Over the past couple of months, we have increased our exposure to alternative asset managers, due to our more positive outlook for interest rates and financial markets and it now represents around 7.5% of the portfolio. We see this area of the sector as incredibly attractive and last year we purchased a holding in Antin Infrastructure Partners, a French listed manager focused on mid-cap infrastructure assets. It had continued to perform poorly and we took the opportunity in December to significantly add to the holding. The announcement of BlackRock’s acquisition unsurprisingly led to a sharp rally in its shares. In December, we also bought a holding in EQT, a Swedish listed private equity manager that is also a very large infrastructure manager as well.

The Trust has had a longstanding position in Blackstone, the largest alternative asset manager globally with assets under management of over $1trn, albeit not known for infrastructure investing. We significantly reduced our holding towards the end of 2021 and beginning of 2022 due to reservations about valuations of the subsector at the time and its sensitivity to any downturn in economic activity, and the effect financial markets would have on shorter-term ability to generate performance fees and maintain a level of fund raising. With one of Blackstone’s founders also selling several hundred million dollars of stock this seemed a sensible decision.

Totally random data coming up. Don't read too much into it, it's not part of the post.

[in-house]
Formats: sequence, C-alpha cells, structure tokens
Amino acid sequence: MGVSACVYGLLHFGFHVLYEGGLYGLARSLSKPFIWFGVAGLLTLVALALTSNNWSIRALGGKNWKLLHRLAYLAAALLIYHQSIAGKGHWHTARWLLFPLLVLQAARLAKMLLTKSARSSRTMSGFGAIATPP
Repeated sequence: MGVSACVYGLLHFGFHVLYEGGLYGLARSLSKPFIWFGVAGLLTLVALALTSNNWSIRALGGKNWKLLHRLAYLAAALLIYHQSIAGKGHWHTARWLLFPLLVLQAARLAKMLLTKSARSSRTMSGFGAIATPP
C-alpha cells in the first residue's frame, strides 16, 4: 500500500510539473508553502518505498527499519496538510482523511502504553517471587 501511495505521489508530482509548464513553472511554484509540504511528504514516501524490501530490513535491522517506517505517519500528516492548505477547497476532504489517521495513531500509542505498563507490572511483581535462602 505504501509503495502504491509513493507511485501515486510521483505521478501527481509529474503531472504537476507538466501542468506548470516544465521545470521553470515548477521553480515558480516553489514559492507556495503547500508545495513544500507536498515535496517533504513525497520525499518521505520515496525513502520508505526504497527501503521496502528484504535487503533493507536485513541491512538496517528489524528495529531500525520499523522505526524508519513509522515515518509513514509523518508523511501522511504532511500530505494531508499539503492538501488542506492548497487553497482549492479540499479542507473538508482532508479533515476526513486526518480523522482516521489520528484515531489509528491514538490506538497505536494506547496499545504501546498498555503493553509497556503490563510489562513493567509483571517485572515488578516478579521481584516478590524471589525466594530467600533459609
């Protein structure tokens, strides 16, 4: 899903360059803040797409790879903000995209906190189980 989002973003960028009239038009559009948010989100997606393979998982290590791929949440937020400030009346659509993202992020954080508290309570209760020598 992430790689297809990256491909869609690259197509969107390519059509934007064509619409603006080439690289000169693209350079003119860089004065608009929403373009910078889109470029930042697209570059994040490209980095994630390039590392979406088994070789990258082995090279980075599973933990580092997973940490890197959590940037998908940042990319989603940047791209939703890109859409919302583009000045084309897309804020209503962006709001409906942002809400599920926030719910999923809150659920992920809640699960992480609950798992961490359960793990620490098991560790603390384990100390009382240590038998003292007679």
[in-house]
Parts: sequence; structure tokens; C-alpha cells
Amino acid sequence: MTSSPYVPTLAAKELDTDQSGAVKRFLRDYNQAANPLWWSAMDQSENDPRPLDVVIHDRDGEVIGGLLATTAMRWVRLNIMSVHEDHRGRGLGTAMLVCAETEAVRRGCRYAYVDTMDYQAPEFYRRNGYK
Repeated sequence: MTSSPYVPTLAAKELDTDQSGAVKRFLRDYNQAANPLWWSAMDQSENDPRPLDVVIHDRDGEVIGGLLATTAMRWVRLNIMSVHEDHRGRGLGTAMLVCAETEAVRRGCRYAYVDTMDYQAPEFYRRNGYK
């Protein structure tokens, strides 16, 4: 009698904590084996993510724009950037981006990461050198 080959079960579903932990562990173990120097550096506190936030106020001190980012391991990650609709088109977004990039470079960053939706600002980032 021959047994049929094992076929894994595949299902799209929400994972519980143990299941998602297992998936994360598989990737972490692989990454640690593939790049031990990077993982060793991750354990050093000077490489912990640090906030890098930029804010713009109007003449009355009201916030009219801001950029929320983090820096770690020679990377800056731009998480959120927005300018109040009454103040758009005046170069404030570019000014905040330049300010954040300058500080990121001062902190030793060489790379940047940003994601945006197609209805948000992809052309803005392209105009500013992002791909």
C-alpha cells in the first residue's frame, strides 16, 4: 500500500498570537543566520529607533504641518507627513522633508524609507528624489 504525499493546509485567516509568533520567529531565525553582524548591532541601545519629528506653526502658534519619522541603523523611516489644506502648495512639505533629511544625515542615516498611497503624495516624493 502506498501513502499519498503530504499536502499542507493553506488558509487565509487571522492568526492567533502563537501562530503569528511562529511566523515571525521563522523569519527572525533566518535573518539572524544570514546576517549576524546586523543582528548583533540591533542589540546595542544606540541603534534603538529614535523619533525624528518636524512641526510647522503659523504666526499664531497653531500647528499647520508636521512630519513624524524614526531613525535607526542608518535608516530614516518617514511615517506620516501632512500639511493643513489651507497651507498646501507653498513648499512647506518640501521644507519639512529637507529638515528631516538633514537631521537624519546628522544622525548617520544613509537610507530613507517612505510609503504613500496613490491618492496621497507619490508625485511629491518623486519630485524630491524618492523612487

At the end of 2022 we switched our holding into Ares Management, a smaller peer focused on private lending, where we saw much more compelling tailwinds with the rise in interest rates, albeit it also had strategies in private equity and real estate where the fundamentals were less good in the shorter-term. We liked Ares as well, as it would be less sensitive to a sharper fall in financial markets, as a much lower percentage of its revenues were performance fee-related. That switch worked well though we missed the opportunity to buy back into Blackstone last year, which has benefited from being included in the S&P 500 Index and performed well despite weak earnings revisions.